When we use the Nonjudgmentally skill, we think “I notice that I am craving alcohol” rather than “Oh, s**t, I’m craving alcohol again!” Maintaining a nonjudgmental state of mind helps us to approach problems from a clearheaded perspective and prevents us from beating ourselves up over things – like cravings – that we can’t control.


Using this skill means focusing on one thing at a time. This keeps us from getting overwhelmed and/or distracted by emotional “interrupting” thoughts.


Simply put, this skill is about “doing what works.” Through mindfulness, we become unbiasedly aware of what is effective and what is not. We apply the Effectively skill to that knowledge, and we end up acting in a way that keeps us from succumbing to the desire for alcohol.


Distress tolerance is about making it through unpleasant short-term emotions or situations. It is an “in the moment” lifeline that we turn to when the present moment feels unbearable and we are unable to use the mindfulness skills above to accept it and act in an effective manner. The distress tolerance skills include the following: ACCEPTS, Self-Soothe, IMPROVE the Moment, Pros and Cons, Radical Acceptance, Turning the Mind, and Willingness.


ACCEPTS is an acronym for a set of skills that can be used to provide a temporary distraction.

  • A = Activities (use an activity as a distraction)
  • C = Contribute (volunteer or do something useful)
  • C = Comparisons (“Is this really the worst thing in the world?”)
  • E = Emotions (do something that will elicit an emotion opposite to the current unbearable emotion)
  • P = Push Away (temporarily avoid the distressing stimulus and think about something else)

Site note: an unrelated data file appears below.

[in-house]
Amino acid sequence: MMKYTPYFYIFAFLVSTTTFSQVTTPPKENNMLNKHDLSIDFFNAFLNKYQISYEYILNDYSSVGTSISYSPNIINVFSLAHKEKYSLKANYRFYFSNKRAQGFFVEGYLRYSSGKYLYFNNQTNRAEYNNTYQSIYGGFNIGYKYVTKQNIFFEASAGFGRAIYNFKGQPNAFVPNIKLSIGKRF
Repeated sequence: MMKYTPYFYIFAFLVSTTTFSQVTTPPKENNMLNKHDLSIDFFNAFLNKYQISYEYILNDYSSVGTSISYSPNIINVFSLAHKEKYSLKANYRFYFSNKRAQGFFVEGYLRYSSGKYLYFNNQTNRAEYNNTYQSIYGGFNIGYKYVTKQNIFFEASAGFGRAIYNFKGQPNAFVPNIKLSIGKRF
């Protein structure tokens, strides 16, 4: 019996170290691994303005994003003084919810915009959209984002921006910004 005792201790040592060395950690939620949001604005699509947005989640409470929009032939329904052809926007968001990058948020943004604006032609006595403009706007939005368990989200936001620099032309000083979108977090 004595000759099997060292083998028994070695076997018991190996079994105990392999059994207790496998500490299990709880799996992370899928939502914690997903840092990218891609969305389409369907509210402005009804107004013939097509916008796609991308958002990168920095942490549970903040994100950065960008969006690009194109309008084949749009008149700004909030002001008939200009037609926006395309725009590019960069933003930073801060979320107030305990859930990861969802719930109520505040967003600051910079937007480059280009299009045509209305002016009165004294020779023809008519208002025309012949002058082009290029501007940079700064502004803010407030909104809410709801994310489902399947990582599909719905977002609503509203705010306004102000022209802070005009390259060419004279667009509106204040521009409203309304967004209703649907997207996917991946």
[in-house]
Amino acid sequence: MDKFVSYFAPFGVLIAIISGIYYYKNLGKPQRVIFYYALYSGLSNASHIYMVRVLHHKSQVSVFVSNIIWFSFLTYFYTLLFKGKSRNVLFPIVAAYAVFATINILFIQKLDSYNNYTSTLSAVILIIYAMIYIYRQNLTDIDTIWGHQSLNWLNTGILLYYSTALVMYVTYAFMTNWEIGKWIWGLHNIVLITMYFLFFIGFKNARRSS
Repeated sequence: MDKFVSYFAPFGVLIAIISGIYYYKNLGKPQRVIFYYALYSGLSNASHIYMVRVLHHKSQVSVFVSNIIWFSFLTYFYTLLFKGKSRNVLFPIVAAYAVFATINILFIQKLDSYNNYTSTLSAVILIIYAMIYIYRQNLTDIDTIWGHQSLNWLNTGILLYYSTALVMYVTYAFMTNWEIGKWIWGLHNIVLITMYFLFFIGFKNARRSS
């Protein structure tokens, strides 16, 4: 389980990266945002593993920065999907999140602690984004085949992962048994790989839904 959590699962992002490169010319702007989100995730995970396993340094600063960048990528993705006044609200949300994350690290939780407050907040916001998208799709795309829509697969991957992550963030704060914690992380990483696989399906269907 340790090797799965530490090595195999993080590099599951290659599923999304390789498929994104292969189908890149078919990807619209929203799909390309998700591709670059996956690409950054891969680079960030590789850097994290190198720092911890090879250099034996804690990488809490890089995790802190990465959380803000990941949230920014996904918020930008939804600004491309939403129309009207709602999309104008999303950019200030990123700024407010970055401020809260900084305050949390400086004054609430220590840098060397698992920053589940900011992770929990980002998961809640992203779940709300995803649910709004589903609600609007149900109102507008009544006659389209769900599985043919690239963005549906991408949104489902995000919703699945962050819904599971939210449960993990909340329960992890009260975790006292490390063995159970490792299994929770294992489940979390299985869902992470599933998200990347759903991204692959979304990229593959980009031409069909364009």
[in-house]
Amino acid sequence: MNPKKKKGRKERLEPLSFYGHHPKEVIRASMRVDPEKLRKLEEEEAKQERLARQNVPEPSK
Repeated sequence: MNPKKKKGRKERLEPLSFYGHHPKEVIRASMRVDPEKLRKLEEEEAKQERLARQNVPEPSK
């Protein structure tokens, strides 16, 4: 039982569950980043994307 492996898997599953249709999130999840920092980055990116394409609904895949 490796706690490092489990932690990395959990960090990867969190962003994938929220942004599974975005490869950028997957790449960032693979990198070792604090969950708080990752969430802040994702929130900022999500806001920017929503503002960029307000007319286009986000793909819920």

• T = Thoughts (simply focus your attention on different, unrelated thoughts
  • S = Sensations (expose yourself to intense sensations, such as a pleasant scent or a hot bath, as a distraction)


Self-soothing means doing something kind for yourself that makes you feel loved, soothed, and cared for. In essence, the soothing of the self soothes the distress that is being experienced. Some examples: Complimenting yourself, listening to music, stretching….

IMPROVE the Moment

IMPROVE is another acronym that suggests ways to relax when feeling distressed.

  • I = Imagery (imagine pleasant, relaxing scenes)
  • M = Meaning (determine the purpose or usefulness of what you are feeling)
  • P = Prayer
  • R = Relaxation (relax and breathe deeply – or do anything else you find relaxing)
  • O = One Thing at a Time (if life seems overwhelming, just focus on getting through one moment at a time)
  • V = Vacation (take a “mental vacation” from your problems)
  • E = Encouragement (support yourself with positive words)

Pros and Cons

This skill can be used to logically determine the best course of action in a distressing situation. For example, when considering going to the liquor store to buy some alcohol, it might be a good idea to write a pros and cons list (which will help make it clear that the best decision is NOT to go, of course!).

Radical Acceptance

Radically accepting something is like saying, “It is the way it is…and there’s nothing I can do to change it…so why fight it??” Radical Acceptance helps us avoid toxic rumination and instead focus on the areas of our life that we do have control over.

Turningthe Mind

Again, the goal is to avoid toxic rumination. When we Turn the Mind, we gently remind ourselves that we have already Radically Accepted reality, and we re-focus our thoughts on a more productive topic. This decreases distress.


It’s hard to Radically Accept something we dislike — such as the fact that sobriety is needed to live a meaningful life. The Willingness skill tells us that, like it or not, we have to stop resisting. The best way forward is to embrace the truth and radically accept the present reality.

See Part Two of this article for more! There are still two more DBT modules to learn about!


About the author

Alice Minguez

Alice is a freelance writer who contributes to Vocal in her spare time. Learn more about Alice at, where she has professionally-written articles for sale.